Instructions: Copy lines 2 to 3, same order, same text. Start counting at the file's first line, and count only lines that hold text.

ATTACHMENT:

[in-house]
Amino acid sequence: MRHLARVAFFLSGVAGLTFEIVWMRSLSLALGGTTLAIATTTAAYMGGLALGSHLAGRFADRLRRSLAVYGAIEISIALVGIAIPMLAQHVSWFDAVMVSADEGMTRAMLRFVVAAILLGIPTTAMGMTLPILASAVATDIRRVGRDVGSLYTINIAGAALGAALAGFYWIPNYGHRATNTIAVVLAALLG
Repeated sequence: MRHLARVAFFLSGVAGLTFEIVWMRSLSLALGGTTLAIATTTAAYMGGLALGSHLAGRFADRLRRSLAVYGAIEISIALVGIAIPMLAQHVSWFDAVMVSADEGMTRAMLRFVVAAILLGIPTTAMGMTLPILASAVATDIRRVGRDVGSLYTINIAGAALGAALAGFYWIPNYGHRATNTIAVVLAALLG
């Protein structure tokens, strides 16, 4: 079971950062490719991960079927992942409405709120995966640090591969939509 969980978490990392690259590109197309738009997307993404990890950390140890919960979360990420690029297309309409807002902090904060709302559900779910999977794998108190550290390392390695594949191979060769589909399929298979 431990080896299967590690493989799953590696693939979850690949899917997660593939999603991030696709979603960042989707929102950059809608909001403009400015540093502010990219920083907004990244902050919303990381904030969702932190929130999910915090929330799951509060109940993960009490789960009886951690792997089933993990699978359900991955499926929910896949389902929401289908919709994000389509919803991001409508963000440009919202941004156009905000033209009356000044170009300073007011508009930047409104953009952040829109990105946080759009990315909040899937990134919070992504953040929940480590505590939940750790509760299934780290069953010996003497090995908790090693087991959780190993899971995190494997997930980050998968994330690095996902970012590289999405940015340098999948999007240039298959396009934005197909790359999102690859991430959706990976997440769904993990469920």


Amino acid sequence: MRHLARVAFFLSGVAGLTFEIVWMRSLSLALGGTTLAIATTTAAYMGGLALGSHLAGRFADRLRRSLAVYGAIEISIALVGIAIPMLAQHVSWFDAVMVSADEGMTRAMLRFVVAAILLGIPTTAMGMTLPILASAVATDIRRVGRDVGSLYTINIAGAALGAALAGFYWIPNYGHRATNTIAVVLAALLG
Repeated sequence: MRHLARVAFFLSGVAGLTFEIVWMRSLSLALGGTTLAIATTTAAYMGGLALGSHLAGRFADRLRRSLAVYGAIEISIALVGIAIPMLAQHVSWFDAVMVSADEGMTRAMLRFVVAAILLGIPTTAMGMTLPILASAVATDIRRVGRDVGSLYTINIAGAALGAALAGFYWIPNYGHRATNTIAVVLAALLG